The tremendous volume of talk about the real estate bubble suggests to Shiller that "we could be coming to an end." In fact, prices are showing signs of cooling in some formerly hot markets such as Boston and San Diego as homes take longer to sell.
When asked if people should be buying residential real estate right now Shiller cautiously replies, "Not if you don’t need a place to live." He points out there are advantages to owning a home, provided, he adds, you don’t "overreach and can afford what you buy. Owning your home means you don’t have to worry about the rent going up if you’ve got a fixed-rate mortgage," he says.
The point is if you’re counting on real estate to be your ticket to a rich retirement, Shiller’s research suggests you shouldn’t bet on it. He expects that "home prices are going to be pretty stable over the next 100 years." They’ll increase at a rate similar to or just slightly above inflation. He predicts, "A hundred years from now in San Diego you’ll see glamorous high rises with ocean views [and they’ll be cheap]" in terms of what a dollar will buy at that point.
"The returns on real estate over the long term will not be like the stock market," says Shiller. "People don’t understand this." While he fully endorses owning some real estate as part of a diversified portfolio, he calls buying a second home a "risky investment" right now.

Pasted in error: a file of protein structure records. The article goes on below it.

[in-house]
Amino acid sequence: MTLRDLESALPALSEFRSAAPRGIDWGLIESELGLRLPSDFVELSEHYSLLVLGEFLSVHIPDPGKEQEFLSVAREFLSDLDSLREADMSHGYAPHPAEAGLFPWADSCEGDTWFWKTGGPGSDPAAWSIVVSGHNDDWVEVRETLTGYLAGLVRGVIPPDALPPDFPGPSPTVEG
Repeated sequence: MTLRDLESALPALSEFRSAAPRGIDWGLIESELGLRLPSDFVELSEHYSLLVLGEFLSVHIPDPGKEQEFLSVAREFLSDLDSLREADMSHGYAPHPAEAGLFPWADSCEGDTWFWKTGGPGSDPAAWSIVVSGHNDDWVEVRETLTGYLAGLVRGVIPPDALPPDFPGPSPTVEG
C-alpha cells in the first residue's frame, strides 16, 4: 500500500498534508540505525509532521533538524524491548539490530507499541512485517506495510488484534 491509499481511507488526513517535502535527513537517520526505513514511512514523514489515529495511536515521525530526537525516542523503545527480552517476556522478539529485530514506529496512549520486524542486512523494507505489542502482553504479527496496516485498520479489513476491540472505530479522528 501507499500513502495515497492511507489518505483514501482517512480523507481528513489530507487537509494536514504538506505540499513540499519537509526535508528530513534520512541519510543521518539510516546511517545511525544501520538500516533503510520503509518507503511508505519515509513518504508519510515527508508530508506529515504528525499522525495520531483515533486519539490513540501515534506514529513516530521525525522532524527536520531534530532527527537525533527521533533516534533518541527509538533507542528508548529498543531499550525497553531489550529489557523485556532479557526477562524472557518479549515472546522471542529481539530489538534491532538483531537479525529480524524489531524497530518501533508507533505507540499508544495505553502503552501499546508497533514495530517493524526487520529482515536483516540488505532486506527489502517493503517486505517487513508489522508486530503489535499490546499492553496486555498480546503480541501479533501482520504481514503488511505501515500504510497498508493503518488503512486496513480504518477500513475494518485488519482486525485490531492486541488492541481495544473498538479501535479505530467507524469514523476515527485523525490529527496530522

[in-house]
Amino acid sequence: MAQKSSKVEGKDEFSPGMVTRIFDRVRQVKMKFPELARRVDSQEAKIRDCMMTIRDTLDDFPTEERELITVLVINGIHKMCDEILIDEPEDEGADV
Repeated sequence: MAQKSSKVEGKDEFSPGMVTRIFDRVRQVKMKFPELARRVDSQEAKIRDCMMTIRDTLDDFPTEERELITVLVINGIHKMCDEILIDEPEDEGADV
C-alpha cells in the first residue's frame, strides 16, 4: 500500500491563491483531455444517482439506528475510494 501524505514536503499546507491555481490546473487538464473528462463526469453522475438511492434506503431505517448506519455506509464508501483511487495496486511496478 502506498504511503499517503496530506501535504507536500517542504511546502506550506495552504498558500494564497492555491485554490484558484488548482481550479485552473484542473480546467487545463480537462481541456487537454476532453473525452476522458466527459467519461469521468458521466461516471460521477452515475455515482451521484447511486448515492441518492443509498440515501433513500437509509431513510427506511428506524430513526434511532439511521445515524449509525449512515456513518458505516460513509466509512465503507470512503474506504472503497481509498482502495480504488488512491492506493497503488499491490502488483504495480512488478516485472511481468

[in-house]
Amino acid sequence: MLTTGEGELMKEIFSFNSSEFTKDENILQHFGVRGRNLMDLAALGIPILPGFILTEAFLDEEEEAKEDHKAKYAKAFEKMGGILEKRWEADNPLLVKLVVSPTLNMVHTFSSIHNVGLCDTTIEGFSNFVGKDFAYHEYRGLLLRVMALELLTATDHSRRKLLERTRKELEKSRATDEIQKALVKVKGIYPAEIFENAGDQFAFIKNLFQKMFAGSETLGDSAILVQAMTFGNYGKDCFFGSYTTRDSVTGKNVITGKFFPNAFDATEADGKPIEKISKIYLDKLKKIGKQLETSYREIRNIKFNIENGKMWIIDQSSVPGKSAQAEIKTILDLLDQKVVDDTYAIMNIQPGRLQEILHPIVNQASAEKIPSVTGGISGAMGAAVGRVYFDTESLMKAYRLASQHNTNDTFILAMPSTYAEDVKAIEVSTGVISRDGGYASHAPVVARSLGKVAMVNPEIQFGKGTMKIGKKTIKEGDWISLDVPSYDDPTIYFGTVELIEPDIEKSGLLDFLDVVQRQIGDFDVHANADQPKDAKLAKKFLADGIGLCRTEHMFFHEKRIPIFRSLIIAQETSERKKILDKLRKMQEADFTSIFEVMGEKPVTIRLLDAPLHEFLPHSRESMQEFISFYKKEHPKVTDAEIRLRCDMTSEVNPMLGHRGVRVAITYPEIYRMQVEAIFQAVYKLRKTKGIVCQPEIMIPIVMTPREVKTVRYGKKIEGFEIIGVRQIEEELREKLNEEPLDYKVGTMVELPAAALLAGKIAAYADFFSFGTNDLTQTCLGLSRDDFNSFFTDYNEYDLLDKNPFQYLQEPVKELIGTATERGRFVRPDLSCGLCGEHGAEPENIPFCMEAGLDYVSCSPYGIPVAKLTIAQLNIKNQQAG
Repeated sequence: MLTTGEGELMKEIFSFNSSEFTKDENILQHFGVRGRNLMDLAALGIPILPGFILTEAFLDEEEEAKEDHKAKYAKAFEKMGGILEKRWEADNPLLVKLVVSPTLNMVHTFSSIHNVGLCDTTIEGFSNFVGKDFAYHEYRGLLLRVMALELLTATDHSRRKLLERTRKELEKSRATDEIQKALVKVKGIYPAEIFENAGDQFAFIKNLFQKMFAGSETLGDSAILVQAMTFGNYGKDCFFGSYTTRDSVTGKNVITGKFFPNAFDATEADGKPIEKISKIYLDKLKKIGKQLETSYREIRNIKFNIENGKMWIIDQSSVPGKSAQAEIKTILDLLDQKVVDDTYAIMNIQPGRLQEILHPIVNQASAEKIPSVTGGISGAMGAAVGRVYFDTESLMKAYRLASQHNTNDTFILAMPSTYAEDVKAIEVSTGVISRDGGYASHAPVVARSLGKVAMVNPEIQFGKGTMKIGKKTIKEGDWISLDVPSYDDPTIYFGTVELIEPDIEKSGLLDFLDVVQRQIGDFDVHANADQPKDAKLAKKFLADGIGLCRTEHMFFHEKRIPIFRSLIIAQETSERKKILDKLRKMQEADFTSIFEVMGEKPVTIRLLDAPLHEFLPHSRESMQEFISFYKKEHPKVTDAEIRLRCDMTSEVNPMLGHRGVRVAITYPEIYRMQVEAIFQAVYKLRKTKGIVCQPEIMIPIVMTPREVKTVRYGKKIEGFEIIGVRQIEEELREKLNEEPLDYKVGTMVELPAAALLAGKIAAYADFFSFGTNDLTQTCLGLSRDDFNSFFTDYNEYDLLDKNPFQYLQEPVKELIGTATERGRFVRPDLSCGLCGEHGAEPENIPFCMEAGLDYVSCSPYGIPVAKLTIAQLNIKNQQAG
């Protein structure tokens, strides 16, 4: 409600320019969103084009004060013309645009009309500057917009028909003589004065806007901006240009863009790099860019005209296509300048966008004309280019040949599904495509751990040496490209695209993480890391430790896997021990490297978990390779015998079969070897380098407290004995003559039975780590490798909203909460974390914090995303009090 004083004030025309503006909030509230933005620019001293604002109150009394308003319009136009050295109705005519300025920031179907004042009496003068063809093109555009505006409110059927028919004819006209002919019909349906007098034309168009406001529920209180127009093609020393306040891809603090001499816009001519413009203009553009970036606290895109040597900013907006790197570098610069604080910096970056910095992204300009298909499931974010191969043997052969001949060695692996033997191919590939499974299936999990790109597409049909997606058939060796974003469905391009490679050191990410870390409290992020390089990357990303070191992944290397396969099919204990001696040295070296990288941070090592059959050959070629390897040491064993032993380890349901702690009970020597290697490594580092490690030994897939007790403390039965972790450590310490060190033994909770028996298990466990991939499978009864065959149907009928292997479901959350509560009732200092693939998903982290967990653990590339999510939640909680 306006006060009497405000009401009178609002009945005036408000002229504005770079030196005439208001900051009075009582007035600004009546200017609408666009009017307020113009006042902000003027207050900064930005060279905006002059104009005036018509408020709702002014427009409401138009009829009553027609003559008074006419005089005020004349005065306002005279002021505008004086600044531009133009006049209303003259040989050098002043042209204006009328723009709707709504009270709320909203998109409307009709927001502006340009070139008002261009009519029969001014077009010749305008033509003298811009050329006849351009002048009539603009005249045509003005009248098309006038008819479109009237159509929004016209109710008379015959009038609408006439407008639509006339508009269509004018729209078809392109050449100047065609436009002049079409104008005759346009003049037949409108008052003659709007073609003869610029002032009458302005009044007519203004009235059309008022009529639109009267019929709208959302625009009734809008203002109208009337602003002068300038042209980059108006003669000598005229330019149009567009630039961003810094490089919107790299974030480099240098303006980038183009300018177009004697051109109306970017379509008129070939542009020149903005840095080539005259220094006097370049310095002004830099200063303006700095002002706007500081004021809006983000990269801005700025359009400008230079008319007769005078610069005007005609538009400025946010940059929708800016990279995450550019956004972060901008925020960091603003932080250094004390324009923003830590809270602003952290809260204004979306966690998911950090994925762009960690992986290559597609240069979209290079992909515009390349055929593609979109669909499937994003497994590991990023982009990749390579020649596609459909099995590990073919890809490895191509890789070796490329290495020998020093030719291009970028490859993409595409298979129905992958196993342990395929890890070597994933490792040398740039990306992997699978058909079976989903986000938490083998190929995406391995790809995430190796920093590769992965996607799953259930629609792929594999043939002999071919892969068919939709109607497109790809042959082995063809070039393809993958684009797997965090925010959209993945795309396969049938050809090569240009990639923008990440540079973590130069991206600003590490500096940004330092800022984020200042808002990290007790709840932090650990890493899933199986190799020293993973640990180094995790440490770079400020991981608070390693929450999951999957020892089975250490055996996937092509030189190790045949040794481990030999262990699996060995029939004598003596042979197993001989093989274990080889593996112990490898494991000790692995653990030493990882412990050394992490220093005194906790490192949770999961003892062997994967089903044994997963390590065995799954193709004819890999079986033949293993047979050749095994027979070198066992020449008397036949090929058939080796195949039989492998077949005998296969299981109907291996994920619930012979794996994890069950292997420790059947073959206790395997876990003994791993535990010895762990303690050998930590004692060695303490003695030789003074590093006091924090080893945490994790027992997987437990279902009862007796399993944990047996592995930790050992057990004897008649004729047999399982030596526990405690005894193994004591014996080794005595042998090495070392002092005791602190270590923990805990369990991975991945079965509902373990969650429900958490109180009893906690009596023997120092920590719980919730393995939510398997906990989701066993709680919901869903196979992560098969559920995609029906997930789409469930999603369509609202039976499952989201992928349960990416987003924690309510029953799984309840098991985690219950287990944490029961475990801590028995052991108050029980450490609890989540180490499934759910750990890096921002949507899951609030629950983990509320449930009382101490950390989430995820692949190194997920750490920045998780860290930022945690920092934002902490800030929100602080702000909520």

Whether you live in one of the "hot" housing boom areas or not, the most important issue is not whether or when the bubble will burst, but what the "end" will it look like. Shiller confesses he has no idea. He says a lot depends on the other factors or "symptoms" in the mix.
In the extreme scenario, buyers start to default on adjustable-rate mortgages and trigger a financial crisis in the banking sector. Real estate prices nosedive as properties are abandoned. If this is compounded by significantly higher oil prices, "it could change the psychology," says Shiller. "Consumer confidence plummets and people pull back on spending." This causes a downward economic spiral and leads to recession.
In the "soft landing" version, real estate prices simply remain flat for years, much as they did after the boom in the 1970s, until they’re back in line with inflation. "This is what people are counting on happening," says Shiller. He considers this outcome unlikely "because the signs of a bubble are stronger."
Though he admits there are so many variables it’s impossible to forecast it precisely, Shiller says he senses that the housing bubble is "more likely to turn out badly."
Later this week: Another economist, UCLA’s Dr. Edward Leamer, provides a way to measure the real estate bubble in your area and explains why all Americans should be worried, no matter where we live.
Hope this helps,